All ETDs from UAB

Advisory Committee Chair

Nevbahar Ertas

Advisory Committee Members

Aklaque Haque

Timothy Smith

Document Type


Date of Award


Degree Name by School

Master of Public Administration (MPA) College of Arts and Sciences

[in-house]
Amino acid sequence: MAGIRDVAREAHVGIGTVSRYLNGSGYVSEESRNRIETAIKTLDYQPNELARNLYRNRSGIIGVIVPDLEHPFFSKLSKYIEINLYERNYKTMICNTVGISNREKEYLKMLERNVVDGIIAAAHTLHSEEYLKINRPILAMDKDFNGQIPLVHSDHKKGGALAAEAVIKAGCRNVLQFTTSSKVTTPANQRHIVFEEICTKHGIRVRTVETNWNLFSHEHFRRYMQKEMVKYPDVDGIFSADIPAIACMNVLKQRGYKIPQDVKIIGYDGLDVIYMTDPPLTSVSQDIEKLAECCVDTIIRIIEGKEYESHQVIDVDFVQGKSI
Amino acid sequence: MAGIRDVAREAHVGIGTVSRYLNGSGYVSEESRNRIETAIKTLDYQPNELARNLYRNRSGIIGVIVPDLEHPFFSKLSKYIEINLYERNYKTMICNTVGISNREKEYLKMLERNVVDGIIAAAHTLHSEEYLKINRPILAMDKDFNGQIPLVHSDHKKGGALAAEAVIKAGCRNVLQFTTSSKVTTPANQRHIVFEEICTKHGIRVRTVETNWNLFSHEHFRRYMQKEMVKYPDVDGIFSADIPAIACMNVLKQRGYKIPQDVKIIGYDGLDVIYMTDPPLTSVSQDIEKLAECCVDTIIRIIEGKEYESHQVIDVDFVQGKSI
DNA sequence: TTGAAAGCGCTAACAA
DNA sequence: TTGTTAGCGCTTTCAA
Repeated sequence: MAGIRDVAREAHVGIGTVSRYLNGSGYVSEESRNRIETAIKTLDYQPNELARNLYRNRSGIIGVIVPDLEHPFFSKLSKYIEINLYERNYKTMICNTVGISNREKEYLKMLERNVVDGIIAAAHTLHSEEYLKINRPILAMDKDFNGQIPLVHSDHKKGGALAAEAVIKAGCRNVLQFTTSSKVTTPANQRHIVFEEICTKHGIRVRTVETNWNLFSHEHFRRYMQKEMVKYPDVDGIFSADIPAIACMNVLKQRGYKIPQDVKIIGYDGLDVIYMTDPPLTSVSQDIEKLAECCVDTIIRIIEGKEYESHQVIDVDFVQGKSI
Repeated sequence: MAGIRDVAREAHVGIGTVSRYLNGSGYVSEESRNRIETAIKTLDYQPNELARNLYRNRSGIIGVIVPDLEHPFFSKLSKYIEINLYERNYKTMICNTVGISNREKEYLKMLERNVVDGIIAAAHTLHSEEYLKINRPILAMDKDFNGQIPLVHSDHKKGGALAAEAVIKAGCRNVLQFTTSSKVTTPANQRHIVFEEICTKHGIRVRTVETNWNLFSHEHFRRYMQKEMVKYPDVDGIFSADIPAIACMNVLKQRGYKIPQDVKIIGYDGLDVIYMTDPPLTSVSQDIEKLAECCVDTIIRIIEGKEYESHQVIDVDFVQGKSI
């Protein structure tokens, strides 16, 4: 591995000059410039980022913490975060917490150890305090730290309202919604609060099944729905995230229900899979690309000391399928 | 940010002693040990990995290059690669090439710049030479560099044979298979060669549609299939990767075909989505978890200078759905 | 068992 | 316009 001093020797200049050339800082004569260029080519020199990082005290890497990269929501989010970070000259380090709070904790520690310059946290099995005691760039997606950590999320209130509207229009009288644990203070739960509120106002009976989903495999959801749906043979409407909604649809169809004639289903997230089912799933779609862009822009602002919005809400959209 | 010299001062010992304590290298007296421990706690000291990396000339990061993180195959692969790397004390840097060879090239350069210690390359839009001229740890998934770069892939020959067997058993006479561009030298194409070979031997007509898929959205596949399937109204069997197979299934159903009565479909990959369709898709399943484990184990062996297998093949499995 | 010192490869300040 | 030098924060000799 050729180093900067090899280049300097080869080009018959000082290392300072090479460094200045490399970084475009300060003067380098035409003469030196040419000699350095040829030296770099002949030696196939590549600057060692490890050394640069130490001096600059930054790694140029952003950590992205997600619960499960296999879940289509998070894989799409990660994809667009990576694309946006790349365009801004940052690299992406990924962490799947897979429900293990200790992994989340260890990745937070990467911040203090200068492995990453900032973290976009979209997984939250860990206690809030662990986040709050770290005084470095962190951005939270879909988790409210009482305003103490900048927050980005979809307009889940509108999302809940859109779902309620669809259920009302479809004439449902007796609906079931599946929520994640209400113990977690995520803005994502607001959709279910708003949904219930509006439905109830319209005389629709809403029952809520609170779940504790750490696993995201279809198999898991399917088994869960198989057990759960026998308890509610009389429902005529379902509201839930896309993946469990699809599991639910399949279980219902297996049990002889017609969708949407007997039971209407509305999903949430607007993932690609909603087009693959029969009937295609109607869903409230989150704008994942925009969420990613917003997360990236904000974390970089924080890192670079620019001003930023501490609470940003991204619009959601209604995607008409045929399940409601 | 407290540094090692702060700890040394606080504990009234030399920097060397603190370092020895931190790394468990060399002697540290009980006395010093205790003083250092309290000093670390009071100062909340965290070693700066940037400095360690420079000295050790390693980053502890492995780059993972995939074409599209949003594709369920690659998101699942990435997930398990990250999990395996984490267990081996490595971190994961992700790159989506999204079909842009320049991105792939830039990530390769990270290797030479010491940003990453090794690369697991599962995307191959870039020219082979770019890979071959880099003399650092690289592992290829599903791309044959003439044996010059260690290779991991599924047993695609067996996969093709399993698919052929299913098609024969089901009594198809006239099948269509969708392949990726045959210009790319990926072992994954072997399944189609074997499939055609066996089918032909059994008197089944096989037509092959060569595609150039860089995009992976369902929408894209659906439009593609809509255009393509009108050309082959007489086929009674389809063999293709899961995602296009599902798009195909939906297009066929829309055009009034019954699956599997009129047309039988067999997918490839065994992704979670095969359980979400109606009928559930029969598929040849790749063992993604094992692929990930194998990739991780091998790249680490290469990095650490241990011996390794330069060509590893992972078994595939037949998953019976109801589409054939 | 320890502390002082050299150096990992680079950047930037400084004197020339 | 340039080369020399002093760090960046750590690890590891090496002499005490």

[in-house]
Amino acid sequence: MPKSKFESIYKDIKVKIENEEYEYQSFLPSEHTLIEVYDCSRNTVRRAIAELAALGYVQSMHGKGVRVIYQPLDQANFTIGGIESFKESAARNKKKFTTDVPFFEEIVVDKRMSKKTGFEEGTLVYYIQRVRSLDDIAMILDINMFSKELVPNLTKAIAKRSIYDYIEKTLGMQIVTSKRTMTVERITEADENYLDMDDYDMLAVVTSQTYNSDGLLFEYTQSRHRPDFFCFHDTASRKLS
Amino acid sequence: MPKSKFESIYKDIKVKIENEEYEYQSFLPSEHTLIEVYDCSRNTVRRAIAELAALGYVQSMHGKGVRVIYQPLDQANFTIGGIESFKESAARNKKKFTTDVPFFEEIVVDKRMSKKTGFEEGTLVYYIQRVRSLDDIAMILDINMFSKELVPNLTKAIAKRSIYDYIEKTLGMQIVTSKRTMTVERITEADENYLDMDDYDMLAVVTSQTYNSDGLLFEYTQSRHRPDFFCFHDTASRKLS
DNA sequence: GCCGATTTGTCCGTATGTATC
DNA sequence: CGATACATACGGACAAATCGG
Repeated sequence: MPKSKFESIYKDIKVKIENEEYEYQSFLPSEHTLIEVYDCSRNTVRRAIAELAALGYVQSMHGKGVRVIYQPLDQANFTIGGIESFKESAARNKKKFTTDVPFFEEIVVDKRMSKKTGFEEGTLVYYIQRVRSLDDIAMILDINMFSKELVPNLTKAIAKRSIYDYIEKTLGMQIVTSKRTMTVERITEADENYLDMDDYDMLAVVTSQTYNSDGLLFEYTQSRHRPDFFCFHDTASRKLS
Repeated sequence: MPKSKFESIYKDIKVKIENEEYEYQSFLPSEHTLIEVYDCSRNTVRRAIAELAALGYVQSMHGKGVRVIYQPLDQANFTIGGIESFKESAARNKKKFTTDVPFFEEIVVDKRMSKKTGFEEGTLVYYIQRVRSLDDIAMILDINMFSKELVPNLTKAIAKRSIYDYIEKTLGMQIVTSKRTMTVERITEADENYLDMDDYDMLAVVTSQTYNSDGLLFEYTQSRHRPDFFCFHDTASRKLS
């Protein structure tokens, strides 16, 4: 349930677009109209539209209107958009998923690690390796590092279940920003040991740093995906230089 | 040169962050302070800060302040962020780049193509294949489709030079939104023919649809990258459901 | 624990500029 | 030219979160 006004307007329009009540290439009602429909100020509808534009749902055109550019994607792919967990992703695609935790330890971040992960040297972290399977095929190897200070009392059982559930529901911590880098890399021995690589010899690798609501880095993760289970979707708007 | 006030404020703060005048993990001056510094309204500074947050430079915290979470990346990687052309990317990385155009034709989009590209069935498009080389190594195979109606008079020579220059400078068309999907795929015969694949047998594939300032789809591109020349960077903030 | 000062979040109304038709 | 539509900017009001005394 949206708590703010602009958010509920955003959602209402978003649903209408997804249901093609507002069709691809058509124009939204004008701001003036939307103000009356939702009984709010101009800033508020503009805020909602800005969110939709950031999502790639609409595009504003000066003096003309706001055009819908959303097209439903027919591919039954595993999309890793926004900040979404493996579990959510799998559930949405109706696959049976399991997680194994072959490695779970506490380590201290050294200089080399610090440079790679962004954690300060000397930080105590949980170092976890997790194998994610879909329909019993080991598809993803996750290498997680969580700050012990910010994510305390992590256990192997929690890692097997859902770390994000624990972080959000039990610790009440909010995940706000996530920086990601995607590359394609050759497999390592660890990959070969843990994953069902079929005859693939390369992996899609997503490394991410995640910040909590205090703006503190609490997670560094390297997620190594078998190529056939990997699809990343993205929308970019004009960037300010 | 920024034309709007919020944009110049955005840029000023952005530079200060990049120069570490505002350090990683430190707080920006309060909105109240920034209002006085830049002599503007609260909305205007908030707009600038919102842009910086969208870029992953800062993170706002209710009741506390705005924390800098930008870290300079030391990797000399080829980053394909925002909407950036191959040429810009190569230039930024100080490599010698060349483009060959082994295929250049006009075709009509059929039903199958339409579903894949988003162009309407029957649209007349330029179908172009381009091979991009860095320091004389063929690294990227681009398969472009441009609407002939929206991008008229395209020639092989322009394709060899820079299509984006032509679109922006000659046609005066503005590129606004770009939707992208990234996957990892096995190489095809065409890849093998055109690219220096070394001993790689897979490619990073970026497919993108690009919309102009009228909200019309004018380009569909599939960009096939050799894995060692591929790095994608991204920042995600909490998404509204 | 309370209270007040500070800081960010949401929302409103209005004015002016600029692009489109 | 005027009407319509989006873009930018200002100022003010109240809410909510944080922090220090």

ABSTRACT Nearly 30 years have elapsed since the National Assessment of Educational Progress reported that America's public education system is failing African American male students. These widely used statistics state that compared to their White and African American female counterparts, African American male students underperform in nearly all educational measures (i.e. GPA, standardized test scores, graduation and dropout rates, etc.). The majority of the research on this academic achievement gap has focused on deepening our understanding of the barriers to educating African American males. While understanding the problem is a logical first step to resolving any dilemma, research on this topic has done very little to guide educators, politicians, and others concerned towards improving the educational experiences of these students. Current research found that some researchers attribute this problem to deficits within the students, others to systemic problems in America's schools, and others to the effect of poverty. Thus, the interplay of personal, cultural, social, and political factors involved in educating Black males are far too complex for policymakers to formulate an education policy likely to satisfy the needs of the numerous school districts across our nation. Yet, despite these limitations, culturally responsive pedagogy (CRP) is proved to be one of the most effective strategies for improving the academic performance of African American male students The purpose of this paper is to conduct an ethnographic systematic review of the literature on the use of culturally responsive pedagogy and the perceptions of African American male students about their educational experiences. It is an attempt to gauge whether or not this intervention has the ability to assuage the issues and concerns voiced by African American male students in the public education system. Implications for policy formation will be discussed.



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